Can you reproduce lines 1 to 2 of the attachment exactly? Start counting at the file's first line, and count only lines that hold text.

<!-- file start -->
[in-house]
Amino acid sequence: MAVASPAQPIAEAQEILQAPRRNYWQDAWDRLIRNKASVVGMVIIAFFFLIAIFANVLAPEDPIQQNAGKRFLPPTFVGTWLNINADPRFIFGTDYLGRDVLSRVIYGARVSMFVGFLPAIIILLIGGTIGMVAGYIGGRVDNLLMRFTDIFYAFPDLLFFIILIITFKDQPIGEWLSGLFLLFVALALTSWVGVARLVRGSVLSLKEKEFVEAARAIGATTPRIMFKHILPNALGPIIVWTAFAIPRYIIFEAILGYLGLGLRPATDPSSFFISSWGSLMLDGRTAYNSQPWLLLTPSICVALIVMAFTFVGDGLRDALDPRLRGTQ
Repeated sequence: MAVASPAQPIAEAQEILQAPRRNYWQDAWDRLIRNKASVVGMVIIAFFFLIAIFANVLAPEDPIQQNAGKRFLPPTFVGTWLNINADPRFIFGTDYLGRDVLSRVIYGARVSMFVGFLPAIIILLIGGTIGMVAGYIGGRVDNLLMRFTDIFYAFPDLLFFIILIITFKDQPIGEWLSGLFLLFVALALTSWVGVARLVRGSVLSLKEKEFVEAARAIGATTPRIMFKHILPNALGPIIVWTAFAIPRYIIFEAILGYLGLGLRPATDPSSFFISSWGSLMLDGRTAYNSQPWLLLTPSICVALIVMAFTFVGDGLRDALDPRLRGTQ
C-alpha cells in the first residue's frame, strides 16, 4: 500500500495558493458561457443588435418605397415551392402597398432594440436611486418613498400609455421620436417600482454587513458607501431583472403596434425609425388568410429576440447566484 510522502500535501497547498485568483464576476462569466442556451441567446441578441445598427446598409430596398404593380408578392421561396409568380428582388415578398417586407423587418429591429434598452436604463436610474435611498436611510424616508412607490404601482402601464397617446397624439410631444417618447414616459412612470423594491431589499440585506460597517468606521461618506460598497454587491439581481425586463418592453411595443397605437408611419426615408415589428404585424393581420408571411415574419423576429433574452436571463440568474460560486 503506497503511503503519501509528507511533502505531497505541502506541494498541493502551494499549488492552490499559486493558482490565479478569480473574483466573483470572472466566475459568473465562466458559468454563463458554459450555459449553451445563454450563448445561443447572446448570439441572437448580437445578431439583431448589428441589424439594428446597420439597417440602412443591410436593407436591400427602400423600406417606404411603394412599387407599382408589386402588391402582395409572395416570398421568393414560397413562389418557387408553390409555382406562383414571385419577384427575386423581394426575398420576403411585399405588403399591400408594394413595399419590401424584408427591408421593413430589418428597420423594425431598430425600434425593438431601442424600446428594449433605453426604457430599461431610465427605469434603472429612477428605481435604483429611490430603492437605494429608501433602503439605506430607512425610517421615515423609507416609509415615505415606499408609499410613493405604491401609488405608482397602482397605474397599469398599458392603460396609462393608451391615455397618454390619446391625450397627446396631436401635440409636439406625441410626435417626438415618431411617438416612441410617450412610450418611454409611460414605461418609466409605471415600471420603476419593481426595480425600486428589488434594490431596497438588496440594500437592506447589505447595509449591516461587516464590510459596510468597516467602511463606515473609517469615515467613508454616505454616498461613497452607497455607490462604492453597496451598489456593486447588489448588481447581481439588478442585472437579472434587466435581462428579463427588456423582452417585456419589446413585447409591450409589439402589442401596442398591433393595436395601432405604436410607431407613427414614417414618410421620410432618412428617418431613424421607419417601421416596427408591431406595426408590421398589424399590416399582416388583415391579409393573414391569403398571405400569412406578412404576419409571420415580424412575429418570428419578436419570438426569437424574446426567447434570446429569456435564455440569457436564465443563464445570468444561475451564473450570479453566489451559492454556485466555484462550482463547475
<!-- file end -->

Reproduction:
[in-house]
Amino acid sequence: MAVASPAQPIAEAQEILQAPRRNYWQDAWDRLIRNKASVVGMVIIAFFFLIAIFANVLAPEDPIQQNAGKRFLPPTFVGTWLNINADPRFIFGTDYLGRDVLSRVIYGARVSMFVGFLPAIIILLIGGTIGMVAGYIGGRVDNLLMRFTDIFYAFPDLLFFIILIITFKDQPIGEWLSGLFLLFVALALTSWVGVARLVRGSVLSLKEKEFVEAARAIGATTPRIMFKHILPNALGPIIVWTAFAIPRYIIFEAILGYLGLGLRPATDPSSFFISSWGSLMLDGRTAYNSQPWLLLTPSICVALIVMAFTFVGDGLRDALDPRLRGTQ